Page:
Women’s History Spotlight: The Diary of a Teenage Girl

Posted by – March 17, 2015
Categories: Literature & the Arts Society & Politics

Only about half of us will ever really know what it’s like to be a teenage girl. Others depend on stories to better understand the experience, which can be difficult to tell, and even harder to portray authentically. Yet, this year’s Sundance Festival saw the premiere of a film that depicts the raw emotion of female adolescence perhaps more honestly and fully than any on-screen portrayal ever before, by focusing on a topic often skimmed over: sex.

Based on Phoebe Gloeckner’s The Diary of a Teenage Girl, Marielle Heller’s debut film of the same name—starring Bel Powley, Alexander Skarsgård, and Kristen Wiig—tells the story of Minnie, a teenage artist growing up in 1970s San Francisco. While Minnie’s story is individual, and most of us can’t relate to having an affair with our mother’s boyfriend, the emotion behind the narrative is genuine and familiar.

What Alexander Skarsgård loved about the script when he first read it was that it’s not judgmental or sentimental—as is the case for most coming-of-age stories told by older narrators. Instead, he said, “This felt so real.”

Marielle Heller, the film’s writer and director, talked about avoiding judgment and about the nuanced relationships between characters in an interview at Sundance:


Mackenzie Wahl gives us a bit more information and feedback on the movie in her review:


The San Francisco Chronicle described Gloeckner’s literary portrayal of Minnie as “one of the most believable teenage protagonists ever written, a complicated, contradictory child posing as a woman.  Her ‘Diary’ is a page-turner of a very high order and a tour de force of emotional intensity and damage.”

Gloeckner and Heller have each worked with Minnie’s story to get to the heart of the budding sexuality of a teenage girl. Their ability to approach her narrative without fear or reservation has allowed them to create something truly authentic, and long overdue.

Bel Powley said in an interview, “I want people to come away from this movie and think that it was a really good piece for women and for teenage girls. I think it’s groundbreaking in a sense that not a lot of people have made films about girls discovering their sexuality and sexual feelings. I think this is the first one that does something like that. And I think it’s something that everyone feels, boys and girls, but it’s not really addressed with women. So I want people to feel that that’s what we’ve done here.”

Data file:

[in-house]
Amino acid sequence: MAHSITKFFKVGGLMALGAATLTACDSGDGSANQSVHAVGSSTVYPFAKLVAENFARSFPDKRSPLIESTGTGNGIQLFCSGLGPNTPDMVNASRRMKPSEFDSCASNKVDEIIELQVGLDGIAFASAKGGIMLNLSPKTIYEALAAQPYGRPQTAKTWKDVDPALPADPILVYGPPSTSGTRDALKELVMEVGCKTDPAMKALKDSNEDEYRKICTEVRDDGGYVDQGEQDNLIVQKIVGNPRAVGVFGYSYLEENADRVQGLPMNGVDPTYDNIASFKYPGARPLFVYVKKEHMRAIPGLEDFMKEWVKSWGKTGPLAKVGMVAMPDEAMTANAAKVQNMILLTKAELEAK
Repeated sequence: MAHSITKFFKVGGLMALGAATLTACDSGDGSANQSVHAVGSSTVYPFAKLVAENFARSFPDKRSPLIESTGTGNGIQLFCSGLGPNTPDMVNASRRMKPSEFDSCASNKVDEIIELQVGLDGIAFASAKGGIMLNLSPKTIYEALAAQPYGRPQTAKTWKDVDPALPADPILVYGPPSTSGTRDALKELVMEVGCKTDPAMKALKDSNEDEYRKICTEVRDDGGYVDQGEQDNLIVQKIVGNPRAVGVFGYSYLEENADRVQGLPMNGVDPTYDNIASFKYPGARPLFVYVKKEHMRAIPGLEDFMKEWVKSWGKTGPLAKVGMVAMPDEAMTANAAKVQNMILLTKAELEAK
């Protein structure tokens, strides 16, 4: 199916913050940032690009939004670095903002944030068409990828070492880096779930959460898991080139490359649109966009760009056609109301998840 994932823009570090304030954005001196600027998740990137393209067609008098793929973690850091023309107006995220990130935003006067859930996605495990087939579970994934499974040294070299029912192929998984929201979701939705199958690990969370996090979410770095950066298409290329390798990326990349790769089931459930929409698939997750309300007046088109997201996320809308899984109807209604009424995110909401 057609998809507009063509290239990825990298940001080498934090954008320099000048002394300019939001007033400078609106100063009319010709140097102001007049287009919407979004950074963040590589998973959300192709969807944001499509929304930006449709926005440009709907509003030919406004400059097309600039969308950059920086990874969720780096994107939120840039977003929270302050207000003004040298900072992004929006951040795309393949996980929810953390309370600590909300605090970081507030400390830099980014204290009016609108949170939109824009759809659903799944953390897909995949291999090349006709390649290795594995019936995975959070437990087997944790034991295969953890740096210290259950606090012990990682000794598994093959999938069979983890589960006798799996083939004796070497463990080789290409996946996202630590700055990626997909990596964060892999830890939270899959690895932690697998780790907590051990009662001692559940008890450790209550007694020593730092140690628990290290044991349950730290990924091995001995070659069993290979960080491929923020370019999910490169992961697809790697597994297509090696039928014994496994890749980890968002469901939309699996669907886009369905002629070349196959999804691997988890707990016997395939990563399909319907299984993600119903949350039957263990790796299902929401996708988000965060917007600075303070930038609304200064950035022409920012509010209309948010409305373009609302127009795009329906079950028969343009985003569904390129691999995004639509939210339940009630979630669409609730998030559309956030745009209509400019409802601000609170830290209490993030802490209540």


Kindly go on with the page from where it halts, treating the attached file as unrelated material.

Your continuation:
We hope that The Diary of a Teenage Girl will help chip away at the taboo surrounding the the newfound sexuality of teenage girls, and create more room for these coming-of-age narratives alongside the stories told by male counterparts.

Although Minnie is a fictionalized character, the honesty of her story and the courage of the women who have worked and are working to tell it (writers, directors, actresses…) encourages all women to share their stories, whatever they may be.

In honor of Women’s History Month, we invite you to take some time to try telling your own story in whatever medium seems right.


Marielle Heller’s The Diary of a Teenage Girl will be coming to theaters in August 2015. If you’re like us, and want to read the book before watching the movie, check out Phoebe Gloeckner’s The Diary of a Teenage Girl in the meantime, or take a look at her first book A Child’s Life and Other Stories.

You can also find out what Phoebe Gloeckner has to say about seeing her novel as a play for the first time, telling the truth in artwhether her novel is autobiographical, and using both words and image to tell a story in the videos shared below.




Tags: Graphic Novels & Comics Phoebe Gloeckner Video
About the Author

Marina is the Marketing & Digital Programs Coordinator at North Atlantic Books. After living in New Orleans and Amsterdam, and exploring a couple of continents, she returned to the San Francisco Bay Area to work at NAB. She's passionate about astrology, nonfiction books, and sustainable living, as well as all things metaphysical.